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Why Did Keurig Dr Pepper Inc. Shares Rise by 13% in October?

By Daniel B. Kline – Updated Nov 9, 2018 at 11:58AM

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The company has made it clear that it's on the right track.

Keurig Dr Pepper (DPS) closed October having yet to report a full quarter of earnings since the coffee brand was taken over by the soft-drink company. That left investors somewhat unsure of what to expect when the new entity reported in November. The company eased any concerns in October, though, when it reaffirmed its 2018 guidance.

What happened

The company issued a brief press release that "reaffirmed its outlook for 2018 adjusted diluted EPS of $1.02 to $1.07, on a pro forma basis, after the impact of preliminary Purchase Price Accounting adjustments." That's a lot of words to say that the new company expects its results to be in line with earlier forecasts. That allowed investors to let out a sigh of relief and offered proof that the company's pre-merger projections were correct.

This small piece of news was viewed warmly by investors. After closing at $23.02, shares in the company rose to $26 at the end of October, a nearly 13% gain, according to data provided by S&P Global Market Intelligence

People clink soda glasses.

Keurig Dr. Pepper had a solid third quarter. Image source: Getty Images.

So what?

Keurig and Dr Pepper completed their merger during the second quarter. That meant the Q2 earnings numbers were still a mix of the two companies operating separately. In that earnings release, CEO Bob Gamgort more or less said that getting a clear picture would take time.

"With the merger of these two great companies now behind us, our focus is on integration, optimization and ensuring delivery of the financial expectations we established," he said. "The integration, in particular, is well on track, as evidenced by the establishment of the new KDP leadership team, and we remain very confident in our promised synergies and the future of our new company."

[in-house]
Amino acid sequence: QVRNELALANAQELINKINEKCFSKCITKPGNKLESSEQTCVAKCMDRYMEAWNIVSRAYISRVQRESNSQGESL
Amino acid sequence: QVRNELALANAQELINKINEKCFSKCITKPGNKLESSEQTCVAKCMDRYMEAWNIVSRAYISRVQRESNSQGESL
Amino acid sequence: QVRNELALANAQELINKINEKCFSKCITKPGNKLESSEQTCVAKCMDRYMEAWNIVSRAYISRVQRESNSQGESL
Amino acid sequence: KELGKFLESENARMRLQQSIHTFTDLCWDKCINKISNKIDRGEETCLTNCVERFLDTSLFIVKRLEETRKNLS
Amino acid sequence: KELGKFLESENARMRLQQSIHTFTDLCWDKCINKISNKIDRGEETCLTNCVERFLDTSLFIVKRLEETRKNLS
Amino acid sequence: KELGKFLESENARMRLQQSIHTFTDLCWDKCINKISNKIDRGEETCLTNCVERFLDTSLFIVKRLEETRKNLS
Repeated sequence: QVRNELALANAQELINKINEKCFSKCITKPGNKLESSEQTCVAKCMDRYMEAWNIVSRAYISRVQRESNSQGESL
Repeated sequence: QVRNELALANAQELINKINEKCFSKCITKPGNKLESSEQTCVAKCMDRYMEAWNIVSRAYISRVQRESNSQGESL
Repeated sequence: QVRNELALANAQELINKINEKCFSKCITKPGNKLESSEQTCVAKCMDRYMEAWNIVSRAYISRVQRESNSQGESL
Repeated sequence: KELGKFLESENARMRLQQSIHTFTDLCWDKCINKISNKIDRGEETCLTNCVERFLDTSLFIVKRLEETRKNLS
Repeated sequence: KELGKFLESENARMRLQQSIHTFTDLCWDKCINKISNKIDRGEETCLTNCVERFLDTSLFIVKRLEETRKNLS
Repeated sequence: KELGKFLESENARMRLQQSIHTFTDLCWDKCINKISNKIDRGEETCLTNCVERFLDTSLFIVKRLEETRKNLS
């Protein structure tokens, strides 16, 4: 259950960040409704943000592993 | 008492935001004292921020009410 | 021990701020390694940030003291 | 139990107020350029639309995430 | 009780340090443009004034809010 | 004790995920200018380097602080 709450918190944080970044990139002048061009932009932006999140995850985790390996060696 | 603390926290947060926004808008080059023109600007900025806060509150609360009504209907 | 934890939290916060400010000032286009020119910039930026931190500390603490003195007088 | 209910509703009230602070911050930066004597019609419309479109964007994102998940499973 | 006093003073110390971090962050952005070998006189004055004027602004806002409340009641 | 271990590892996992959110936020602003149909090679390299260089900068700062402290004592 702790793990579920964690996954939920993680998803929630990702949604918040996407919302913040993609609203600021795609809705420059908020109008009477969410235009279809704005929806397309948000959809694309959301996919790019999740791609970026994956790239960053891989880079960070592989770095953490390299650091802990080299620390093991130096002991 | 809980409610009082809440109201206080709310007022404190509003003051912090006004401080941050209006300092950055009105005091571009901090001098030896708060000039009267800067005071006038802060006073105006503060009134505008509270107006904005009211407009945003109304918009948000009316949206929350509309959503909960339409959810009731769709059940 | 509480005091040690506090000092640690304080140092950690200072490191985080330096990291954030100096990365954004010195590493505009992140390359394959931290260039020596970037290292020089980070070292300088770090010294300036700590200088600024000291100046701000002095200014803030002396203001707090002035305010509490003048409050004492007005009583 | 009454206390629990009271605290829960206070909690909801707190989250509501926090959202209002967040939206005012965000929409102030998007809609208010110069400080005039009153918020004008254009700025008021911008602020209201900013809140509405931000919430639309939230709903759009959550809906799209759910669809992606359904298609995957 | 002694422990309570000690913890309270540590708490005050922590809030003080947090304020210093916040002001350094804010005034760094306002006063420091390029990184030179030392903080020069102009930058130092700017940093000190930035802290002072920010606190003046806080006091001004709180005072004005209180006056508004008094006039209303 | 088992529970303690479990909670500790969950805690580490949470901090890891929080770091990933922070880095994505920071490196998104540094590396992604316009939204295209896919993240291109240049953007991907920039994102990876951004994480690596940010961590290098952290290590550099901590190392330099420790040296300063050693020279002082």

Now what

The company had a strong third quarter. Combined sales were up 140% to $2.7 billion (largely due to the merger), and operating income rose 45% to $344 million. Earnings per share dropped from $0.14 to $0.11 versus the same period a year ago, but Gamgort was very happy with the results.

"Our new organization is working well and delivered a strong quarter, with both top- and bottom-line growth and market share strength across our major categories," he said. "We also repaid approximately $550 million of debt since the merger close. We remain confident in our outlook for 2018 and the long-term value creation framework we shared at the time of the announcement of the merger."

The strong results were rewarded by investors. Shares climbed further than their October gains, closing at $28.47 on Nov. 8, one day after the company reported.

Daniel B. Kline has no position in any of the stocks mentioned. The Motley Fool has no position in any of the stocks mentioned. The Motley Fool has a disclosure policy.

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